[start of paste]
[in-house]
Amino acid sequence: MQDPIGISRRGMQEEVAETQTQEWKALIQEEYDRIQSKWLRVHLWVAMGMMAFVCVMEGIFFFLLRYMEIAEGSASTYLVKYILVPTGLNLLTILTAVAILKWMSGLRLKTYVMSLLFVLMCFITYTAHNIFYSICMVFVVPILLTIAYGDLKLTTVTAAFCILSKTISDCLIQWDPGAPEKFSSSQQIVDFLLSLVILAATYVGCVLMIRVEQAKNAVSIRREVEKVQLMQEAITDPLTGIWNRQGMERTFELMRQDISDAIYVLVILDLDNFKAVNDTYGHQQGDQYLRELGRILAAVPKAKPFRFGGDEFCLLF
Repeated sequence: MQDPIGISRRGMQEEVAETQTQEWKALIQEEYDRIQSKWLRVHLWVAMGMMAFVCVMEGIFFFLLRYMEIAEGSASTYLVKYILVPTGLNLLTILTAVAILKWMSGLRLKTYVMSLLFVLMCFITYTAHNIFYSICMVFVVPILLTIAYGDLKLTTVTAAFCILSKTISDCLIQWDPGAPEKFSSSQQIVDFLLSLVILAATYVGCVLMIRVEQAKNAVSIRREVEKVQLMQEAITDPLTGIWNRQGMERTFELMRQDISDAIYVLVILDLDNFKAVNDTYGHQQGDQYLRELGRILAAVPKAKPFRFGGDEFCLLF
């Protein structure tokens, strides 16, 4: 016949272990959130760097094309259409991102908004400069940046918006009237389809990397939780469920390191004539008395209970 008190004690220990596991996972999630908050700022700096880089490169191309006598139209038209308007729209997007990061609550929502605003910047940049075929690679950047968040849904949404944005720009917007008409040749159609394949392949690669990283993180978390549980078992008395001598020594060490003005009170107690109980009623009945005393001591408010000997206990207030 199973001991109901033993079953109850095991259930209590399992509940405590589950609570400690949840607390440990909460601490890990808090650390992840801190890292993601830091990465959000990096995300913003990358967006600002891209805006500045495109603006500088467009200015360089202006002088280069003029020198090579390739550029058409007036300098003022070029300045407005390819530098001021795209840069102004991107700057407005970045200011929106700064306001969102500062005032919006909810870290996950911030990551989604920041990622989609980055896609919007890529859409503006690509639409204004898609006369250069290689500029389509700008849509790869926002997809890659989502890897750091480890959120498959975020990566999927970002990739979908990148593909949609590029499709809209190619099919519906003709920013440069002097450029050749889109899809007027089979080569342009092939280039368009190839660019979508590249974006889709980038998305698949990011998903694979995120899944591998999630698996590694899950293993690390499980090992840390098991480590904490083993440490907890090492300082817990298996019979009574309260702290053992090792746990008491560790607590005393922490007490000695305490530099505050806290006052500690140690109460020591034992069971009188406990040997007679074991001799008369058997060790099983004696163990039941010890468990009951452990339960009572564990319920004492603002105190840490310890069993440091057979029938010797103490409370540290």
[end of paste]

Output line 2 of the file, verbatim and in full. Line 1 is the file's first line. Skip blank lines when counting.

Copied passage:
Amino acid sequence: MQDPIGISRRGMQEEVAETQTQEWKALIQEEYDRIQSKWLRVHLWVAMGMMAFVCVMEGIFFFLLRYMEIAEGSASTYLVKYILVPTGLNLLTILTAVAILKWMSGLRLKTYVMSLLFVLMCFITYTAHNIFYSICMVFVVPILLTIAYGDLKLTTVTAAFCILSKTISDCLIQWDPGAPEKFSSSQQIVDFLLSLVILAATYVGCVLMIRVEQAKNAVSIRREVEKVQLMQEAITDPLTGIWNRQGMERTFELMRQDISDAIYVLVILDLDNFKAVNDTYGHQQGDQYLRELGRILAAVPKAKPFRFGGDEFCLLF